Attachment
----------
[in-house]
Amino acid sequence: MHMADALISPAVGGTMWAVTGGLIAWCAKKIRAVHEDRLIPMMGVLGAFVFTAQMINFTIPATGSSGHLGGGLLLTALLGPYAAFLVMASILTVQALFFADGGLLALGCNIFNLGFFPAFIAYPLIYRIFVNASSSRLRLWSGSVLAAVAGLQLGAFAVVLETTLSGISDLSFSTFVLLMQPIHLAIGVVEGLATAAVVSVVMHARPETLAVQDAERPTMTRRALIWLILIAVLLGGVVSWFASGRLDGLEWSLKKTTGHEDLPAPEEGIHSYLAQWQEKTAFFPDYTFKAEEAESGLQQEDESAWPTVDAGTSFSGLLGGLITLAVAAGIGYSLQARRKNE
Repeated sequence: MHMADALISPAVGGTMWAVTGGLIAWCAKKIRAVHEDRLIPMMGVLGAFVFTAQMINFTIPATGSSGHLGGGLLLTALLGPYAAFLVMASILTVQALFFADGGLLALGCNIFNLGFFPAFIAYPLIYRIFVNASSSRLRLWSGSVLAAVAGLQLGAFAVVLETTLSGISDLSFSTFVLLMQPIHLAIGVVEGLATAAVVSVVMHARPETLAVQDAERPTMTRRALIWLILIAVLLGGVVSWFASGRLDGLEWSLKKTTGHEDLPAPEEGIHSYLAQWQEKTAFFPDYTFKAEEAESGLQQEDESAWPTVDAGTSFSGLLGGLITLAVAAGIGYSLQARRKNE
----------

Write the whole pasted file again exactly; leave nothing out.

[in-house]
Amino acid sequence: MHMADALISPAVGGTMWAVTGGLIAWCAKKIRAVHEDRLIPMMGVLGAFVFTAQMINFTIPATGSSGHLGGGLLLTALLGPYAAFLVMASILTVQALFFADGGLLALGCNIFNLGFFPAFIAYPLIYRIFVNASSSRLRLWSGSVLAAVAGLQLGAFAVVLETTLSGISDLSFSTFVLLMQPIHLAIGVVEGLATAAVVSVVMHARPETLAVQDAERPTMTRRALIWLILIAVLLGGVVSWFASGRLDGLEWSLKKTTGHEDLPAPEEGIHSYLAQWQEKTAFFPDYTFKAEEAESGLQQEDESAWPTVDAGTSFSGLLGGLITLAVAAGIGYSLQARRKNE
Repeated sequence: MHMADALISPAVGGTMWAVTGGLIAWCAKKIRAVHEDRLIPMMGVLGAFVFTAQMINFTIPATGSSGHLGGGLLLTALLGPYAAFLVMASILTVQALFFADGGLLALGCNIFNLGFFPAFIAYPLIYRIFVNASSSRLRLWSGSVLAAVAGLQLGAFAVVLETTLSGISDLSFSTFVLLMQPIHLAIGVVEGLATAAVVSVVMHARPETLAVQDAERPTMTRRALIWLILIAVLLGGVVSWFASGRLDGLEWSLKKTTGHEDLPAPEEGIHSYLAQWQEKTAFFPDYTFKAEEAESGLQQEDESAWPTVDAGTSFSGLLGGLITLAVAAGIGYSLQARRKNE